For example, the AIR file API includes
a File class, contained in the flash.filesystem package. You can
var myFile = new window.runtime.flash.filesystem.File();
The runtime object
in AIR in the application sandbox. It lets you access runtime classes from
provides access to the flash package. In turn, the flash.filesystem property
of the runtime object provides access to the flash.filesystem
package (and this package includes the File class). Packages are
a way of organizing classes used in ActionScript.
Note: The runtime property is not automatically
added to the window objects of pages loaded in a frame or iframe.
However, as long as the child document is in the application sandbox,
the child can access the runtime property of the parent.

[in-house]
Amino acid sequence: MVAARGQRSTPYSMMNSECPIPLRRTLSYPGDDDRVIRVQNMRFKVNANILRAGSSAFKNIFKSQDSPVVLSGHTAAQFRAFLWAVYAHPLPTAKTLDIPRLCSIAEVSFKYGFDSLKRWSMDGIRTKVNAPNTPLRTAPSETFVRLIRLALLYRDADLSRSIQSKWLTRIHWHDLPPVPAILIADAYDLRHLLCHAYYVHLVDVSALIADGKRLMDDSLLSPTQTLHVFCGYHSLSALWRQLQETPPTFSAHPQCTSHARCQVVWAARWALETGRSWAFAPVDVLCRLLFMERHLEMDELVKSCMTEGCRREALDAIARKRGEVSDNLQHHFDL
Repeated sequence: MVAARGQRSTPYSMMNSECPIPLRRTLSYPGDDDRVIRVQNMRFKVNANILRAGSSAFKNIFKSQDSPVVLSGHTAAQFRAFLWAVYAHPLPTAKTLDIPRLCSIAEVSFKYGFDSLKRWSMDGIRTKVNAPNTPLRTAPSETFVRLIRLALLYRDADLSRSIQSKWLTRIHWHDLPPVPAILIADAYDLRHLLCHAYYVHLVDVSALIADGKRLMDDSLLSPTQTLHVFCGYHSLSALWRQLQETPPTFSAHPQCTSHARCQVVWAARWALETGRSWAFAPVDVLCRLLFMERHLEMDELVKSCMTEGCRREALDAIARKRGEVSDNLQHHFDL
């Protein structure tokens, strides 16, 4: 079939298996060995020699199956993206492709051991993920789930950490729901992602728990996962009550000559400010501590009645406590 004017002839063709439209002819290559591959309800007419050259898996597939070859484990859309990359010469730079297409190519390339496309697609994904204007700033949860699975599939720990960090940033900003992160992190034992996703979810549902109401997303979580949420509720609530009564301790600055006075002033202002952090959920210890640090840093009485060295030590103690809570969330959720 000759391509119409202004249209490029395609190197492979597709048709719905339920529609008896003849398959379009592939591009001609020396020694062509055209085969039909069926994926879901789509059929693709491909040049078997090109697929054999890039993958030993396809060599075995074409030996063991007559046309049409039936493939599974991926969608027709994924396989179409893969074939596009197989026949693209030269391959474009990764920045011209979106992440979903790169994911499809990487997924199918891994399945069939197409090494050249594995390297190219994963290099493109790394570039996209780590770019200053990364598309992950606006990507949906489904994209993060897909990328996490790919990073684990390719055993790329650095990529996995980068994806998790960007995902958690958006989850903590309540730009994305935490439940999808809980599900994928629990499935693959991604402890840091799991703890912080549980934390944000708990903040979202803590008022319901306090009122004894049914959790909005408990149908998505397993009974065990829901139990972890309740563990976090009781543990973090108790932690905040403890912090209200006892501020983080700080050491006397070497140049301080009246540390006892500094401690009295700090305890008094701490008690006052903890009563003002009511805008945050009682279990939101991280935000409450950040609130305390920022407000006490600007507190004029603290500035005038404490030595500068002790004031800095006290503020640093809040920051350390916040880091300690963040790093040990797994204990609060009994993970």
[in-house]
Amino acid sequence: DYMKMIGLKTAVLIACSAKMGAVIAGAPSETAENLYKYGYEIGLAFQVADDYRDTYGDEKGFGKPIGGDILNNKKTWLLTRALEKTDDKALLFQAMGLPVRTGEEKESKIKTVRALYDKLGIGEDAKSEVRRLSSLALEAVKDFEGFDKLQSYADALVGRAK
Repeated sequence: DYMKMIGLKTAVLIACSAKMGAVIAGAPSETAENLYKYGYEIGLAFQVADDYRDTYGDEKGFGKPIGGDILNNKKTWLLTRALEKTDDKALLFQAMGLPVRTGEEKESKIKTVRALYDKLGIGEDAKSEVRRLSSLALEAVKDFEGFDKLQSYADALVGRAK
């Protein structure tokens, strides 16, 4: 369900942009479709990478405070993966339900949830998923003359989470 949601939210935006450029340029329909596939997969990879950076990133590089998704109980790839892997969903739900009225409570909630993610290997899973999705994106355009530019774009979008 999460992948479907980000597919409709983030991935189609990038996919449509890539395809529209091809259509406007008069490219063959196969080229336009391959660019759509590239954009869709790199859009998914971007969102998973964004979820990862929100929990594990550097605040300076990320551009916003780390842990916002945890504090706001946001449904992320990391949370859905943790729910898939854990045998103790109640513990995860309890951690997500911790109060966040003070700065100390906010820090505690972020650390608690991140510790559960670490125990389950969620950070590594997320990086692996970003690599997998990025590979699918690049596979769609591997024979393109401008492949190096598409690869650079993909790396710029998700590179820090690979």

Because the package structure of the runtime
code strings to access each class (as in window.runtime.flash.desktop.NativeApplication),
the AIR SDK includes an AIRAliases.js file that lets you access
runtime classes much more easily (for instance, by simply typing air.NativeApplication).
The AIR API classes are discussed throughout
this guide. Other classes from the Flash Player API, which may be
of interest to HTML developers, are described in the Adobe AIR Language Reference for HTML Developers.
ActionScript is the language used in SWF (Flash Player) content.
both based on versions of the ECMAScript language.) All built-in
(in SWF content).
XML, and XMLList classes, which are available in ActionScript.